Karadzic to The Hague

Thursday, 31 July, 2008: Ed Vulliamy, Kemal Pervanic, Geoffrey Nice and others
Thursday 31 July 2008, 7.30 p.m. at the Frontline Club,13 Norfolk Place, London W2 1QJ Entry £10

Chair TBC

Ed Vulliamy (Guardian)
Kemal Pervanic (Bosnian author)
Geoffrey Nice (ICTY)
Others TBC

This event will be webcast live - you can view it for free via the link on our homepage - www.frontlineclub.com

After more than a decade on the run Radovan Karadzic has finally been caught and is expected to be sent to the Hague where he will face charges of genocide, complicity in genocide, extermination, murder, willful killing, persecutions, deportation, inhumane acts, terror against civilians and hostage-taking.

Will a trial strengthen the credibility of the ICTY and other similar tribunals and does the Karadzic arrest send a message to other individuals committing war crimes and acts of genocide? How long might such a trial be expected to last and has the ICTY learnt any lessons from the Milosevic trial regarded by many as a something of a farce?

We examine what motivated the Serbian government to finally go after Karadzic; will others follow him to The Hague? How did Karadzic manage to live as a therapist in Belgrade for so long and who, if anybody, within the Serbian political establishment and other government agencies knew of his whereabouts?

Finally, what does the arrest and impending trial of the so-called "Butcher of Bosnia" mean to his victims and his former supporters? Will a trial finally provide a sense of closure to Bosnian Muslims for all the collective atrocities that they suffered?

Ed Vulliamy is a journalist with the Guardian and the author of Seasons in Hell: understanding Bosnia’s war. He has reported extensively on the mid-1990s war in Bosnia, denouncing the inhumane conditions in which prisoners were kept in the concentration camps, having visited Omarska camp and Trnopolje camp.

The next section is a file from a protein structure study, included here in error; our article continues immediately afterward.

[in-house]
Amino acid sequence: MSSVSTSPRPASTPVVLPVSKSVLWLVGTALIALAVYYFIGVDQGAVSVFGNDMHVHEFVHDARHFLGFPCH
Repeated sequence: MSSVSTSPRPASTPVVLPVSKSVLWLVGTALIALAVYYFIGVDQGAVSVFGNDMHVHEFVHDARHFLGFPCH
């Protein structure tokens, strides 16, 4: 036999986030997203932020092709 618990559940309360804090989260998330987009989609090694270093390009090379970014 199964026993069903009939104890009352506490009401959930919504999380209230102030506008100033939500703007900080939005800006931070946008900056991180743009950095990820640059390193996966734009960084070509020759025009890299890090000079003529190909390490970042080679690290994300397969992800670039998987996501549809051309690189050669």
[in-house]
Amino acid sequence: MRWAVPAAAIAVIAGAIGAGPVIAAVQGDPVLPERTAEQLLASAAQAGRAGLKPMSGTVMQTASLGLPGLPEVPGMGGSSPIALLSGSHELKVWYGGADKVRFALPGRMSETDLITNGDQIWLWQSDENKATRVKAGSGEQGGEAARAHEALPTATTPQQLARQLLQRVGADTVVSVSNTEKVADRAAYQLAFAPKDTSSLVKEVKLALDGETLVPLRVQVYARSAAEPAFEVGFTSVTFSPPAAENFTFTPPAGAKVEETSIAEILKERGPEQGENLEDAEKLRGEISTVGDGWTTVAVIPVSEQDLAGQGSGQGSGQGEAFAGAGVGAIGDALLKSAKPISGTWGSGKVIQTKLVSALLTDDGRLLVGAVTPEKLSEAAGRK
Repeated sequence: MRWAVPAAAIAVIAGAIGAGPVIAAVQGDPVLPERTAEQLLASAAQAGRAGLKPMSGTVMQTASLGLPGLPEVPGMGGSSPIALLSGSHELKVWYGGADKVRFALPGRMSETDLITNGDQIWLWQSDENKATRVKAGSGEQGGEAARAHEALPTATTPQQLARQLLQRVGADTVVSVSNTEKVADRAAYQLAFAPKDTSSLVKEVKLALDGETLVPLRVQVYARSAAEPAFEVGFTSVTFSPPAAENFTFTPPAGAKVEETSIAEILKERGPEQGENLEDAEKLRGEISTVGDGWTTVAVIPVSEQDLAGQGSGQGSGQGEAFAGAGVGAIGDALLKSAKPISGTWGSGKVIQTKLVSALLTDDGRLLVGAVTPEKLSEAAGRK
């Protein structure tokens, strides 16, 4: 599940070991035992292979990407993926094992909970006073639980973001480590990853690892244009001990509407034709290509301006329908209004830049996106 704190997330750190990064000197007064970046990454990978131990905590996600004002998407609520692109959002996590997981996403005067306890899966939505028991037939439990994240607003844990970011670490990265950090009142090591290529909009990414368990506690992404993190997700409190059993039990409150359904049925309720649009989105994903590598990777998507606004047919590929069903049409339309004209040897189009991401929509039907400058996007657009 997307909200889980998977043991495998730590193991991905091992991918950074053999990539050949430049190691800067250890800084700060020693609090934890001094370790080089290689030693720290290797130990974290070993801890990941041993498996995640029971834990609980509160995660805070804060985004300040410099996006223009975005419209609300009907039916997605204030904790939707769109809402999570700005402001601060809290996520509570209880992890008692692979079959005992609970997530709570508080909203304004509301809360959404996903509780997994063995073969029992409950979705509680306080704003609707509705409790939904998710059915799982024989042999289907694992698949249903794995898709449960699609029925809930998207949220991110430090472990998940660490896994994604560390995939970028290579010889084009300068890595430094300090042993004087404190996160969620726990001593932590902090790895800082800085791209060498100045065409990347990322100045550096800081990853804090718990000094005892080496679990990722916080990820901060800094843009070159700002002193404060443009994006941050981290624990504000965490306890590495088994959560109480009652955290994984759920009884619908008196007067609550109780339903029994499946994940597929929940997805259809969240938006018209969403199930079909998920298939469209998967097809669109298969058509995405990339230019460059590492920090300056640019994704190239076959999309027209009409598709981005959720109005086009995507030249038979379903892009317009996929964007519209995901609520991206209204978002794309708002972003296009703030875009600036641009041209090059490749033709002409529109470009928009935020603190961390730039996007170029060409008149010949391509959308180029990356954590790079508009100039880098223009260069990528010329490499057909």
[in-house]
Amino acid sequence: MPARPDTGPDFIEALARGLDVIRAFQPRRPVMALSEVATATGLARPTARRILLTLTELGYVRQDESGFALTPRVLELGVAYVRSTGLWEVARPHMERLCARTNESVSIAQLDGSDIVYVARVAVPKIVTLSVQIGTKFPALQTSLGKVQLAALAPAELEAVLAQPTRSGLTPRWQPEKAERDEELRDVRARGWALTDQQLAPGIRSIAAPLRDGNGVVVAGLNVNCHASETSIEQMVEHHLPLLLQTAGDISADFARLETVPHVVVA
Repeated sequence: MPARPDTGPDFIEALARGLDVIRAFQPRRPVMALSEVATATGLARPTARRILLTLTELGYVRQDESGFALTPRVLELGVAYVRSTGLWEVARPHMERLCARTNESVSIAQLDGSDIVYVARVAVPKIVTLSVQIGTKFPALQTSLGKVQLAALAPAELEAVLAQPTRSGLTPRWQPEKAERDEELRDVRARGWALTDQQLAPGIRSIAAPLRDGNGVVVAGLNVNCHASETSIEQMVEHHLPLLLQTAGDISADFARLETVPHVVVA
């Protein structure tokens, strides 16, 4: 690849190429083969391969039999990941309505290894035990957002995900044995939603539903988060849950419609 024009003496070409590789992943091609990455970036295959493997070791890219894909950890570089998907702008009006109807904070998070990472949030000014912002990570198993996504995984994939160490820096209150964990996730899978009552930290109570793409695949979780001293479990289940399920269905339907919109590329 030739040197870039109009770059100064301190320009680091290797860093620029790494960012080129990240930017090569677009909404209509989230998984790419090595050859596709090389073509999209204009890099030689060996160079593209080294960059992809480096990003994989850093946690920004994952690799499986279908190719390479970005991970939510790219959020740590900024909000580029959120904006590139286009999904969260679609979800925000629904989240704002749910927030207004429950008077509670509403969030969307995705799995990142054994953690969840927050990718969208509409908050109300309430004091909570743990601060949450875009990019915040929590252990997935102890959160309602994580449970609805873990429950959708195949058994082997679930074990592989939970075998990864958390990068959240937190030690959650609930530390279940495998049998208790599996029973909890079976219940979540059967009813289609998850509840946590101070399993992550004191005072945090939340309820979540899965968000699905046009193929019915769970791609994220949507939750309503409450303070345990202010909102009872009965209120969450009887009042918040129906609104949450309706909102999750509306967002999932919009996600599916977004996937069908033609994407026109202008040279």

Kemal Pervanic is a Bosnian refugeee who arrived in the UK at the beginning of 1993, having survived seven months of brutality, tragedy and hunger in Omarska and Manjaca camps. On his escape to London, he won a place at University and gained an BA in Business Studies. His book, The Killing Days is the first-hand record of an ordinary Bosnian citizen who has endured one of the bleakest chapters in the history of Europe.

Sir Geoffrey Nice QC is one of Britain’s leading barristers, recruited to the Office for the Prosecutor at the International Criminal Tribunal for the Former Yugoslavia (ICTY) in 1998. He led several key cases there, including the Tribunal’s first prosecution of a politician – Bosnian Croat Dario Kordic, who was subsequently jailed for 25 years – and he successfully prosecuted the self-styled ‘Serbian Adolf’, Goran Jelisic. He was also deputy prosecutor in the trial of Slobodan Milosevic. He was knighted in the New Year’s Honours List 2007 for services to the International War Crimes Tribunal for the former Yugoslavia in the Hague.
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